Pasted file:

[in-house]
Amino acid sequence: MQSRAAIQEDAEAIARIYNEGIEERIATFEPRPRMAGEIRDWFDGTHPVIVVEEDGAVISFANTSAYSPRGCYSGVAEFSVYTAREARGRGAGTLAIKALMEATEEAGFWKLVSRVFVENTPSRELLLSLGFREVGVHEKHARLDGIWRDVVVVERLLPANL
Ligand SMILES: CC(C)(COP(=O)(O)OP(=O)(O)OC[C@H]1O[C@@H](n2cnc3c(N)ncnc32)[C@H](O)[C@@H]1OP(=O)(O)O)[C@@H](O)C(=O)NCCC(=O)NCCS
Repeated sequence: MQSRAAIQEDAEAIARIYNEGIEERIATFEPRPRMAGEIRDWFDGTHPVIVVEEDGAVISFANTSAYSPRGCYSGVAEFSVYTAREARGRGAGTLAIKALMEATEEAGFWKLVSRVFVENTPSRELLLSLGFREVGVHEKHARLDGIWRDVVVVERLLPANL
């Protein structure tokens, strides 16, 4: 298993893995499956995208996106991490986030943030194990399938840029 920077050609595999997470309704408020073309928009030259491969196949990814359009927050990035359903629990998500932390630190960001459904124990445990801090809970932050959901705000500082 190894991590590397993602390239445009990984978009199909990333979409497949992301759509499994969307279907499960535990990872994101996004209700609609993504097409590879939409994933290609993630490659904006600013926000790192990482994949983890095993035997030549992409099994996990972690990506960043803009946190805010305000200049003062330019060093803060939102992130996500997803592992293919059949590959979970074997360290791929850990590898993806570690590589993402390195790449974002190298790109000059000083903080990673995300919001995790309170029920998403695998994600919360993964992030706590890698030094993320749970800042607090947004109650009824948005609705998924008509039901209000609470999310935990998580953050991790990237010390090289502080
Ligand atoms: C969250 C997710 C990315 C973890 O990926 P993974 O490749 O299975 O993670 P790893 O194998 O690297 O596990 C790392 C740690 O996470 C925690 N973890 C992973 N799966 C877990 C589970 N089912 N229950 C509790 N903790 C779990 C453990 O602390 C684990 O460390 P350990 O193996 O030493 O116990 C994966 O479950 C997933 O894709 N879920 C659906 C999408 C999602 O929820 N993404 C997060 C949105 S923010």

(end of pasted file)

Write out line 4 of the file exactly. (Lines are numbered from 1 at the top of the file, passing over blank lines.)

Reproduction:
Repeated sequence: MQSRAAIQEDAEAIARIYNEGIEERIATFEPRPRMAGEIRDWFDGTHPVIVVEEDGAVISFANTSAYSPRGCYSGVAEFSVYTAREARGRGAGTLAIKALMEATEEAGFWKLVSRVFVENTPSRELLLSLGFREVGVHEKHARLDGIWRDVVVVERLLPANL